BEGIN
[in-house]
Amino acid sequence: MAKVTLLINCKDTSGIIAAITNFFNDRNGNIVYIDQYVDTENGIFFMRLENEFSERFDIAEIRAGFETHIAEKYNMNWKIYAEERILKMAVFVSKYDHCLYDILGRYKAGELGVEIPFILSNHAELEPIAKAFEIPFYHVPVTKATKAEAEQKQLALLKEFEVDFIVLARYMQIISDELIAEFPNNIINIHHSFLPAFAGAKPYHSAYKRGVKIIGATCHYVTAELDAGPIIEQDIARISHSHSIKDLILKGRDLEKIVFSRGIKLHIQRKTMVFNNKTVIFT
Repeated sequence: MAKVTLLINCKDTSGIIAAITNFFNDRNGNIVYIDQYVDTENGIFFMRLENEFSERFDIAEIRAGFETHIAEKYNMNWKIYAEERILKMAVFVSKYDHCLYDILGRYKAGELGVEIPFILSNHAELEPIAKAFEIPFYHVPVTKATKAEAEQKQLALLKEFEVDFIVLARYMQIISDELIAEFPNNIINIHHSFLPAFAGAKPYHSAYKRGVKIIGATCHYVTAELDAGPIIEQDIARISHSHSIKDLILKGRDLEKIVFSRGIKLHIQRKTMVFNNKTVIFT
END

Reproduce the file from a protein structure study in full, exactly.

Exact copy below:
[in-house]
Amino acid sequence: MAKVTLLINCKDTSGIIAAITNFFNDRNGNIVYIDQYVDTENGIFFMRLENEFSERFDIAEIRAGFETHIAEKYNMNWKIYAEERILKMAVFVSKYDHCLYDILGRYKAGELGVEIPFILSNHAELEPIAKAFEIPFYHVPVTKATKAEAEQKQLALLKEFEVDFIVLARYMQIISDELIAEFPNNIINIHHSFLPAFAGAKPYHSAYKRGVKIIGATCHYVTAELDAGPIIEQDIARISHSHSIKDLILKGRDLEKIVFSRGIKLHIQRKTMVFNNKTVIFT
Repeated sequence: MAKVTLLINCKDTSGIIAAITNFFNDRNGNIVYIDQYVDTENGIFFMRLENEFSERFDIAEIRAGFETHIAEKYNMNWKIYAEERILKMAVFVSKYDHCLYDILGRYKAGELGVEIPFILSNHAELEPIAKAFEIPFYHVPVTKATKAEAEQKQLALLKEFEVDFIVLARYMQIISDELIAEFPNNIINIHHSFLPAFAGAKPYHSAYKRGVKIIGATCHYVTAELDAGPIIEQDIARISHSHSIKDLILKGRDLEKIVFSRGIKLHIQRKTMVFNNKTVIFT